Alopecia is baldness or loss of hair. The most common form is male-pattern baldness (also known as androgenic alopecia), but both men and women can suffer from hair loss. Alopecia areata is another type of hair loss, involving patches of baldness that may come and go. It affects about 1 in 100 people, mostly teenagers and young adults. In some cases, hair loss is a side effect of having cancer treatment drugs, and in many cases the hair grows back. Hair loss can lead to problems with self-confidence and self-esteem.
If hair loss is caused by an infection or a condition such as anaemia, treating the infection or condition may prevent further hair loss. In some cases, including after cancer treatment, your hair may start to grow again.
There are two medicines available that are known to be effective in treating male-pattern baldness: finasteride and minoxidil. Finasteride works by preventing the hormone testosterone being converted into the hormone dihydrotestosterone (DHT). DHT causes the hair follicles to shrink, so blocking its production allows the hair follicles to regain their normal size. Minoxidil is available as a lotion that you rub on your scalp every day. It is available from pharmacies without prescription. Like finasteride, minoxidil normally needs at least 4 months of use before any effect is seen, and the balding process will normally resume if treatment is stopped. Any new hair that does re-grow falls out two months after treatment is stopped. Side effects are uncommon. Currently, the only medicine available to treat female-pattern baldness is minoxidil. Minoxidil lotion may help hair to grow in 20-25 percent of women who use it, and in the majority it may slow or stop the loss of hair. Other treatments for hair loss include wigs, hair transplants (taking hair from the sides and back of the head) and plastic surgery (such as scalp reduction where the bald area is removed and the bit with hair on is stretched forward). There is no really effective treatment for alopecia areata. Some treatments can encourage hair to grow, such as steroid injections or creams, or minoxidil lotion. See your GP for more information. In 60-80 percent of cases the hair grows back after about a year without any treatment.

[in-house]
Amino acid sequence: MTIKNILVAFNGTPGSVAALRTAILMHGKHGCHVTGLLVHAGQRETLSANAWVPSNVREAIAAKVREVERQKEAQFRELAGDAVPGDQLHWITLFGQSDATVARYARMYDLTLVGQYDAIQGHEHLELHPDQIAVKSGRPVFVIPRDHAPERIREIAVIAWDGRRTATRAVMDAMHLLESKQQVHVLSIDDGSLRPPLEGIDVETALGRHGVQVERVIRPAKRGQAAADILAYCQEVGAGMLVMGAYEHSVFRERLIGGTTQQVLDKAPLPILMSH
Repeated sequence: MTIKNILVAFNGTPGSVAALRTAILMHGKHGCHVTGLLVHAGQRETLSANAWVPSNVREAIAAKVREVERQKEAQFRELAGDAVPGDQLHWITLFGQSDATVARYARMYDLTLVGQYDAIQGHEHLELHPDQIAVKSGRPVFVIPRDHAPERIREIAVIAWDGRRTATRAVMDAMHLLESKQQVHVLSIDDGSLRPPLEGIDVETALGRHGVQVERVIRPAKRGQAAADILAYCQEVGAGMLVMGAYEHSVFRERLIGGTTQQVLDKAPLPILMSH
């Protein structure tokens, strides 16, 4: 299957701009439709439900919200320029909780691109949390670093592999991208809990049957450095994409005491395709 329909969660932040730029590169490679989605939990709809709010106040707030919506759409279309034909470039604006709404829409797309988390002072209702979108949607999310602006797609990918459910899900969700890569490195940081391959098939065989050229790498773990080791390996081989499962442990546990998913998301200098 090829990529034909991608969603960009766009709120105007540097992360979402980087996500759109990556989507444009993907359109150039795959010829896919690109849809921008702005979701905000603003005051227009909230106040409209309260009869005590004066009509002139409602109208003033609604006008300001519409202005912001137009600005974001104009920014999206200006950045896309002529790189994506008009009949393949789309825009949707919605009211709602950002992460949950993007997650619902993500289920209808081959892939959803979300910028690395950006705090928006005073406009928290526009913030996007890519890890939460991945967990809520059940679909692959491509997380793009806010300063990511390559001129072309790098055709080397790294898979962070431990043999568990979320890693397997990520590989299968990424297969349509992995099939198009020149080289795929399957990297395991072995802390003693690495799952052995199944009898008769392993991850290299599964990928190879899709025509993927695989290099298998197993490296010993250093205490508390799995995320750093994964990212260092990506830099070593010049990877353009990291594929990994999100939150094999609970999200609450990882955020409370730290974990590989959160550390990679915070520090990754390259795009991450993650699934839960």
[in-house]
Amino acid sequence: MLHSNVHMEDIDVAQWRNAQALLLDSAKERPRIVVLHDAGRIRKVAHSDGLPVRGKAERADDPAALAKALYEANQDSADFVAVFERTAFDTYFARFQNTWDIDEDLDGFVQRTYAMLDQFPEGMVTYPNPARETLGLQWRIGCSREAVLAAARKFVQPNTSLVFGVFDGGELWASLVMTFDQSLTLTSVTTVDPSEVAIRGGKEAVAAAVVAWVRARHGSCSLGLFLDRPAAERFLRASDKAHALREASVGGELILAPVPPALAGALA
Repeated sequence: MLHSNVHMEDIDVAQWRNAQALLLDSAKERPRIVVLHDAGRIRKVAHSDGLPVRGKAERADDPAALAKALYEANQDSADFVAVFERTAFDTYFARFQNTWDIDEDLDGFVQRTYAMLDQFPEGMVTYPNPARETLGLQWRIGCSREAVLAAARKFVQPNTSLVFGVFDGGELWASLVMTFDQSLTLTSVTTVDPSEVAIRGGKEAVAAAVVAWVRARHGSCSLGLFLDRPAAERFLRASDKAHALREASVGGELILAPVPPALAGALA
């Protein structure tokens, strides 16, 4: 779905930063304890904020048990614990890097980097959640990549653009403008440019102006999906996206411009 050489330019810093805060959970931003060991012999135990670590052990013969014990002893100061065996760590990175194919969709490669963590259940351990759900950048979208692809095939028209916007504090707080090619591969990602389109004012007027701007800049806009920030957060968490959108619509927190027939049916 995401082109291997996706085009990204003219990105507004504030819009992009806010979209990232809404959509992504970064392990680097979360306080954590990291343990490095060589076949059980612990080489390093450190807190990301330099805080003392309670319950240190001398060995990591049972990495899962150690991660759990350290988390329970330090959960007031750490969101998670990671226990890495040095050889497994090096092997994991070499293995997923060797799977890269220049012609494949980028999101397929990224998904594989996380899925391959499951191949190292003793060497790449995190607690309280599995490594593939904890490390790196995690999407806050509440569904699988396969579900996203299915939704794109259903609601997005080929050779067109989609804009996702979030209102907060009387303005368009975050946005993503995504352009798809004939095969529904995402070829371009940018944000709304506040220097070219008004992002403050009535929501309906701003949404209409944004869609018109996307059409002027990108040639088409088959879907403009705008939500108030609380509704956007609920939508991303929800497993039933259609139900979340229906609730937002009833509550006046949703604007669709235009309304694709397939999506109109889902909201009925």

According to Chinese Medicine theory, baldness can be associated with many syndromes. A Chinese medical doctor will first try to discover the underlying syndrome which is leading to balding. It may be:
Qi (the body's essential energy) and Blood Deficiency: Spleen and Lung Qi deficiency causes a failure in the normal regular nourishment of hair.
Liver and Kidney Deficiency: congenital deficiency or sexual over-strain can give rise to Liver and Kidney Yin Deficiency (i.e. deficiency of cooling bodily fluids). This Yin deficiency can cause hair loss.
Blood Heat and Excess Wind: excessive heat in the blood or external wind invading the body, which can lead to balding.
Damp-Heat accumulation: having sweet, oily food and drink causes damp-heat to accumulate in the body which in turn will cause a dysfunction in the Lung, Spleen and Kidney. Damp-Heat can damage the root of hair and obstruct meridians (the channels through which the body's essential energy circulates), which causes hair loss.
According to Chinese Medicine theory, depending on the underlying syndrome, herbal ointments and shampoos, acupuncture, Guasha and plum blossom needles can be prescribed to treat hair loss.
For personalised advice on diet and lifestyle, please ask the doctor during your consultation.
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As a young woman of 21 years old, Ms. J.G was devastated to be diagnosed as suffering from alopecia. After being told that any treatment she might be able to receive on the NHS would take at least 24 weeks before an appointment could come through, she decided to visit the AcuMedic centre. After a short time receiving acupuncture and herbal therapy, her hair is now growing back, and she has also noticed a "huge general improvement" in her well-being. She also explained that her period pains have become less severe.